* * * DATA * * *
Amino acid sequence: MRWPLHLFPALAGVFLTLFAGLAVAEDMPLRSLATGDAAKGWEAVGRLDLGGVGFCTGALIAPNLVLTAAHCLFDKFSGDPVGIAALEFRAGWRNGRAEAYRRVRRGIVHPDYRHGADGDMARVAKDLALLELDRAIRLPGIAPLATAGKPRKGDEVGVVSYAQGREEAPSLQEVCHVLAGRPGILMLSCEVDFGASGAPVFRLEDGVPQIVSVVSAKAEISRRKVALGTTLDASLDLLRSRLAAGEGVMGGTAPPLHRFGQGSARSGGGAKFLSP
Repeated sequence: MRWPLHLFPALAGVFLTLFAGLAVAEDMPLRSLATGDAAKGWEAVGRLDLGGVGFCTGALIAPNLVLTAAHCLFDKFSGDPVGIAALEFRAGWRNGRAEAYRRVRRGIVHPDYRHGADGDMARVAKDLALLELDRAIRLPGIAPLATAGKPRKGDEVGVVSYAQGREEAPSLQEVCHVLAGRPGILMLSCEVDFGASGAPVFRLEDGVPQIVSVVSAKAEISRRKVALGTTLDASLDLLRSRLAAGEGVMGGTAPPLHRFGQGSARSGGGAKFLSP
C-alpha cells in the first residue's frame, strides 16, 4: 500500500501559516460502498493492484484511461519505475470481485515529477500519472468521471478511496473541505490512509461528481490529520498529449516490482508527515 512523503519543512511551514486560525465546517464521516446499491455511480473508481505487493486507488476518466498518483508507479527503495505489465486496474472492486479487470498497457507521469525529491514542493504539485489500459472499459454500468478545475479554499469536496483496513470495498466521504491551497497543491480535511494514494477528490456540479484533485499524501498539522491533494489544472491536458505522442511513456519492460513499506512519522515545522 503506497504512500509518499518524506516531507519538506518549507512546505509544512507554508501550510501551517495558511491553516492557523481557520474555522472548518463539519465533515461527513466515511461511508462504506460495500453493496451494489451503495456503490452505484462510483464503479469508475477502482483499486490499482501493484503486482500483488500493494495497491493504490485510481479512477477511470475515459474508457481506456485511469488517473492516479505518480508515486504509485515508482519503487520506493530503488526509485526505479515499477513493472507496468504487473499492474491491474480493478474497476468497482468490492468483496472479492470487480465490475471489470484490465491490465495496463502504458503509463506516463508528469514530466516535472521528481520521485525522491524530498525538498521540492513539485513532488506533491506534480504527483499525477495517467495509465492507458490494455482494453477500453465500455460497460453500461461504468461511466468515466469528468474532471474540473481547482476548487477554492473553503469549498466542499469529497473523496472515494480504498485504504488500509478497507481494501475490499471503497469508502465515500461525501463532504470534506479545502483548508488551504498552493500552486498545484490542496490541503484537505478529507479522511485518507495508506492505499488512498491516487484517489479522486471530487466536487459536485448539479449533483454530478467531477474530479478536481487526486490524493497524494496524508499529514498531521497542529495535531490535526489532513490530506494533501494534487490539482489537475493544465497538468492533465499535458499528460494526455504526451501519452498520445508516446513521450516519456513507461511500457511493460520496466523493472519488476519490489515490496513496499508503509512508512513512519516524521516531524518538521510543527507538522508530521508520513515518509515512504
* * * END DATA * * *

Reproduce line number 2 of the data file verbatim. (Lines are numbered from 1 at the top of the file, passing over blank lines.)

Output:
Repeated sequence: MRWPLHLFPALAGVFLTLFAGLAVAEDMPLRSLATGDAAKGWEAVGRLDLGGVGFCTGALIAPNLVLTAAHCLFDKFSGDPVGIAALEFRAGWRNGRAEAYRRVRRGIVHPDYRHGADGDMARVAKDLALLELDRAIRLPGIAPLATAGKPRKGDEVGVVSYAQGREEAPSLQEVCHVLAGRPGILMLSCEVDFGASGAPVFRLEDGVPQIVSVVSAKAEISRRKVALGTTLDASLDLLRSRLAAGEGVMGGTAPPLHRFGQGSARSGGGAKFLSP